RALEIGH (WTVD) --Banners are up as record crowds prepare to take over Fayetteville Street this weekend for 'Out Raleigh,' one of the city's largest LGBT festivals.
Organizers, who've been planning the event since November, also expect more protests over House Bill 2.
"This is not something we were expecting, not something we saw coming, but for the LGBT community it's going to be a very important lightning rod for this situation," said James Miller, Executive Director of the LGBT Center of Raleigh.
Miller has been busy fielding phone calls at the organization's downtown office.
"We've almost tripled our walkthrough right now. Our phone lines are at eight times their capacity," he said.
As participation peaks, a recent poll by conservative-leaning NC Civitas Institute shows Gov. Pat McCrory's approval rating has dipped to a new low.
Of 600 people polled, 39 percent of voters view him favorably, the lowest rating since he took office.
About 46 percent say they are more likely to vote for his Democratic opponent, Attorney General Roy Cooper, if the election were held today.
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And 36 percent say they would vote for McCrory.
"In terms of saying that House Bill 2 hurts him, no. It's the publicity that hurts him, and he can't do anything about that," said NC Civitas Institute President Francis De Luca.
De Luca said he does not believe the new law will hurt McCrory in November.
SEE THE COMPLETE CIVITAS POLL HERE (.PDF)
Nearly half of those polled felt McCrory and the state legislature were right in passing HB2.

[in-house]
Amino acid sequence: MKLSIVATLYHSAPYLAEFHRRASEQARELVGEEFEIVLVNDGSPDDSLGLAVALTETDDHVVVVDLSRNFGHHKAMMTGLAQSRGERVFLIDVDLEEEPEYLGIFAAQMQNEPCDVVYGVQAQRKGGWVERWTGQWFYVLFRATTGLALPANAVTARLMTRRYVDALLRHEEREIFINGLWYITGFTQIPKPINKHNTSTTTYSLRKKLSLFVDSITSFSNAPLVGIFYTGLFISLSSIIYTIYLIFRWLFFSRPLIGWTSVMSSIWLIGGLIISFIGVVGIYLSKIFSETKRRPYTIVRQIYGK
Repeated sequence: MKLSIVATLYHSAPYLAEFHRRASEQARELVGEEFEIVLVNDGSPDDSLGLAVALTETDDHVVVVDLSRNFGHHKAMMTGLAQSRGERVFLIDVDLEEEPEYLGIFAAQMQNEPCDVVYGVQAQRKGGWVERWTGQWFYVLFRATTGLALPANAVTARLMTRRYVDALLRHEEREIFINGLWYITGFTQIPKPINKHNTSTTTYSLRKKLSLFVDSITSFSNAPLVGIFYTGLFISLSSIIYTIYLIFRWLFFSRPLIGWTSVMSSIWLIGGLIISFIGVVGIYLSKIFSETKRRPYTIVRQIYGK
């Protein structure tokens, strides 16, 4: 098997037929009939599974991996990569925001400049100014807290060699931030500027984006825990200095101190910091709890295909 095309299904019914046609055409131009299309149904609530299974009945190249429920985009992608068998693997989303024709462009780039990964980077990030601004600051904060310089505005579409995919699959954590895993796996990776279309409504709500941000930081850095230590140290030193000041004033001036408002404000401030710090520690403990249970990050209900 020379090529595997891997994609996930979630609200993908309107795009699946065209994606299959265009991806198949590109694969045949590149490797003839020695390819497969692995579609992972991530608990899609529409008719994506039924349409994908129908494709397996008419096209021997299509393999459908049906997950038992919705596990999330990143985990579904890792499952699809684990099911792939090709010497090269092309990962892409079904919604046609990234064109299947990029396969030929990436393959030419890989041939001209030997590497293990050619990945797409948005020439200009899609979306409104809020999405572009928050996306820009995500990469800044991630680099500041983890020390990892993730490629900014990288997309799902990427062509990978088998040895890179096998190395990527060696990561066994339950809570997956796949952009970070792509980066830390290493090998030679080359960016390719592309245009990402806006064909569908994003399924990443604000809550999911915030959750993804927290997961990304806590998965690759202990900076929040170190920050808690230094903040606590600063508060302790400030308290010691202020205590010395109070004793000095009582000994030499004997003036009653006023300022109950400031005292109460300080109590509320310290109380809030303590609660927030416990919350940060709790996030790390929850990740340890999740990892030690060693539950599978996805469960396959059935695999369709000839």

"House Bill Two will either help Pat McCrory get re-elected or it won't have an influence. It's not going to hurt him get re-elected," De Luca said.
The governor's office highlighted new tourism data Monday, reporting nearly $22 billion in visitor spending in 2015.
Visitors bureaus across the state have reported numerous cancellations amid pushback from HB2.
Raleigh Convention and Visitors Bureau estimates $3.2 million in lost business, although tourism leaders said there were no new cancellations impacting Wake County in the last week.
HB2 remains in the national spotlight.
U.S. Secretary of Education John King called for a repeal of HB2 Monday afternoon describing it as a "hateful law."
He added, "My hope is legislators will realize they've made a terrible mistake."
Comedian Larry Wilmore also took aim at North Carolina at the annual White House Correspondents' Dinner.
"Donald Trump said that if Hillary Clinton was a man, she wouldn't get 5 percent of the vote. OK, all right, all right. First of all, if Hillary Clinton was a man, her biggest problem would be finding a bathroom to use in North Carolina."
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